Matric exams are a test of 18 years of formative learning and academic core competencies. There will always be outliers that are helped or hampered by the exams, but one needs to measure the cumulative effectiveness of all the learning and studies over the scholar’s school years. We can’t have a different test for each person- what would that results show us other than being good and being yourself?! So there has to be an assessment at the end in as much as it’s also an assessment for the future learning direction and abilities. As with any qualification, it requires focus in that area and once done, you can do whatever you like, but at least you have something behind your name. It’s not a damper on innovation, but rather, innovation can wait until you’ve finished your exams! Have some discipline!

  • Brendon Bussy says:

    The current matric exam as it stands assumes a chain of educational stages culminating in tertiary academic education. This is no longer valid for the majority of school goers. Most will never enter academic study because the primary barriers are economic and cultural. Most will never afford tertiary study, and have been hampered from an early age by lack of access to learning resources. Lack of resources can range from lack of transport resulting in chronic absenteeism, to inability to access additional resources even those that are supposedly free – very few SA learners have internet access at home. Culture comes into play when learners are forced to solve problems or develop analysis of exam questions with subtle cultural bias (even the most seemingly logical of questions in IQ tests have been shown to disadvantage non white test takers). This has a huge impact on academic success. At most the current system can only offer a crude filter: those who pass, and those who fail (or attain a certificate with extremely low pass criteria). And the majority fail to achieve the minimum tertiary requirement. And then what? The majority are left without a clear sense of their true ability beyond their failure to succeed in academic exams, which still favour written and non applied assessment.

  • Peter Utting says:

    The 1998 White Paper on Education is about Learning and Teaching. Unfortunately, this has been hijacked by Teachers and turned around to Teaching and Learning, to retain the status of the teachers at the expense of the LEARNERS. Until we reverse this the learners will continue to suffer with examination systems which merely assess the Teaching – we need to be able to know what the learners have learnt, to prepare them for an evolving world.

    • Brendon Bussy says:

      Thank you for reminding me about the white paper. I’ve just refamiliarised myself, the special needs aspect of the paper I’m familiar with, it deals with the integration of special needs learners into mainstream, an initiative which in practice has in some cases been more about cost saving than to the benefit of the learner – many main stream schools just don’t have the resources. However the broader thrust is about inclusivity for learners at risk ie all learners who need additional support, not necessarily special needs. This makes sense in terms of the Workman’s article being discussed here. Formative assessment is a closer fit to an adaptive educational environment, where the learner’s needs are assessed on an ongoing basis and the learning environment is flexible. New technologies assist this approach, but are not accessible to all. None the less moving towards this approach could be possible, if as Workman suggests, we remove the heat of the Final exam. In this teachers have very little say. When teachers are allowed to give input things might change. Ironically just post lockdown there was a moment when teachers were asked. The moment passed, and the heat increased. Teachers will always be needed, and hopefully a time will come when they will be given the capacity and flexibility to attempt to achieve the spirit of that white paper. And not be at the mercy of educational management who believe only in the data. Data first, learners and teachers, second.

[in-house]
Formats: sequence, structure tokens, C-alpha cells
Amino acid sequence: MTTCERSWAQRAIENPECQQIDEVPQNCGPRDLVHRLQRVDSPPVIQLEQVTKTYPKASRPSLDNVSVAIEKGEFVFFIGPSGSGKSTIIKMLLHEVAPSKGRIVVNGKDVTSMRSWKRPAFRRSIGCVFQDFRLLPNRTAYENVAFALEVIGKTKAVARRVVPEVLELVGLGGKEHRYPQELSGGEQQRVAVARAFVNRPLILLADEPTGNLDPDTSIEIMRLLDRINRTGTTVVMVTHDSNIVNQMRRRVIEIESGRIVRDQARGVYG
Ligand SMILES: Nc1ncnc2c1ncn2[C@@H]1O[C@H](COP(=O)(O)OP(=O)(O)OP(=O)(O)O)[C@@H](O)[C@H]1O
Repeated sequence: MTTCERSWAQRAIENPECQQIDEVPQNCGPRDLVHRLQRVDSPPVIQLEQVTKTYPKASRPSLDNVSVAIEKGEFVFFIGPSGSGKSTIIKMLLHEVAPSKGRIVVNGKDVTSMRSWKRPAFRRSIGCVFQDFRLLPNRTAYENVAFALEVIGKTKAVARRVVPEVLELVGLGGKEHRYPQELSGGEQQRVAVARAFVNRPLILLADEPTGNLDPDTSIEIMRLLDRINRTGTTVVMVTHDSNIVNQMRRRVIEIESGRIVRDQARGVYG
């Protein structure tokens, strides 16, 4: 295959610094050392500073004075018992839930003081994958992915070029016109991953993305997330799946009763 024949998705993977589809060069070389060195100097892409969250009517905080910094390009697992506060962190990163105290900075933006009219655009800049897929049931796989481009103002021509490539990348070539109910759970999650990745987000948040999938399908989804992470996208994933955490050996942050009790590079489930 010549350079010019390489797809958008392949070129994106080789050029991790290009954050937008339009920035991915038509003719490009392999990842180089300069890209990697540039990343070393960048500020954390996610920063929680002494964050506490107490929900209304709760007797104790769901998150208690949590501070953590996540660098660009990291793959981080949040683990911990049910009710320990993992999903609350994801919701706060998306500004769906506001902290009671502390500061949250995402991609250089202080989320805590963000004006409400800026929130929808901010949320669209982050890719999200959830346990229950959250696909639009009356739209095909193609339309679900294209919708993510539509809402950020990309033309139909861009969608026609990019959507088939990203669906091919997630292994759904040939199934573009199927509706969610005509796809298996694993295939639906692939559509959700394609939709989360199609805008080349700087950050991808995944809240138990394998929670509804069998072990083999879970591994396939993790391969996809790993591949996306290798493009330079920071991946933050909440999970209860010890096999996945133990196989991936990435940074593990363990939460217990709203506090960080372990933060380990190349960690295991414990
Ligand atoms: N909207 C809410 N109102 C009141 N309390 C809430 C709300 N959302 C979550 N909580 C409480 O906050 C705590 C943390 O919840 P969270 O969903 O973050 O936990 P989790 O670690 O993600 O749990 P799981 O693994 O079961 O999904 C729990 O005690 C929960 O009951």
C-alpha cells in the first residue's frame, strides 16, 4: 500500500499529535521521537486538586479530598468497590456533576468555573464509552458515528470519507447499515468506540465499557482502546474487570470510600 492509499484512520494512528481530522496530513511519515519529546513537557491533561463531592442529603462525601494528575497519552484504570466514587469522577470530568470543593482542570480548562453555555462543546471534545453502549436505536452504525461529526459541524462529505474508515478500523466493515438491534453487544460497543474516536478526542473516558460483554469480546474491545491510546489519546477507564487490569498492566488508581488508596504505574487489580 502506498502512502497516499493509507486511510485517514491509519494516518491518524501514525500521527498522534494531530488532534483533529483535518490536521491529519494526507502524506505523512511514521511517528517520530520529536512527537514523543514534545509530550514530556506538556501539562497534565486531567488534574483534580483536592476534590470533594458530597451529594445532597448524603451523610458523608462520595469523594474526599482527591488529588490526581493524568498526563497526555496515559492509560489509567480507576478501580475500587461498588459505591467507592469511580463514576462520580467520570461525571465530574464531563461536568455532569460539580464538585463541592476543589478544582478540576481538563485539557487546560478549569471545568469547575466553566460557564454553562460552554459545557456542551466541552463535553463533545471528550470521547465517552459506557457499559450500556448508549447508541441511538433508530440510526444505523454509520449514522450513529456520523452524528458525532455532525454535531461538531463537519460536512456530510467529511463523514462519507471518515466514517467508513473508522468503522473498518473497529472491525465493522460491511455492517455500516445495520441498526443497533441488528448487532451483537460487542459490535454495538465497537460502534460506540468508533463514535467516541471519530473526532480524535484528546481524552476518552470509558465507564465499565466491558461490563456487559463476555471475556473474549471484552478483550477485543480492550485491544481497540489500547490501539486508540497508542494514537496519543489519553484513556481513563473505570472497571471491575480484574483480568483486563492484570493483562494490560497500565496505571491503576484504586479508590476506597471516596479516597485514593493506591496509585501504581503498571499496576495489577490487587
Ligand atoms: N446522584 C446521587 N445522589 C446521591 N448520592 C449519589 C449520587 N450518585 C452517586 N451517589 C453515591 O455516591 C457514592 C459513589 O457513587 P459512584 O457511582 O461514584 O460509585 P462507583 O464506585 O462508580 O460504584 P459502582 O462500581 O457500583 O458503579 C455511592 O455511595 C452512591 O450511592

• Johan Buys says:

    I would venture Most people, myself included, have absolutely no idea what is meant by “ formative contemporary assessments”.

    imho the issue with a final exam is not the exam but the twelve years before. Most of our kids should not be undergoing academic tests at age 18 but rather be directed to vocational training several years earlier. Ask firms whether they battle to find artisans or battle to find bookkeepers! Go look how Germany manages education.

    If writing an exam about 7 or so school subjects over 6 weeks is too traumatic, what will the kids do when faced with ten university or college subjects in one week around Easter of their first year?

    The US does not have national grade 12 exams. What happened is that SAT exams developed. If you want to get into college / university, what your school said matters nought : everybody is evaluated to a high stress standardized benchmark without which entrance / admission systems would be a joke. In the UK, more and more universities ignore the government Levels and require an entrance exam that is a harsh time-tight high-pressure exercise.

    The talk about 4IR is an insult to our ten million kids when at age 9 around 75% cannot read for comprehension and have no math skills. How does that foundation even consider 4IR???

    The theorists should step out of their ivory palaces into what our education system actually looks like through the eyes of a nine year old South African child.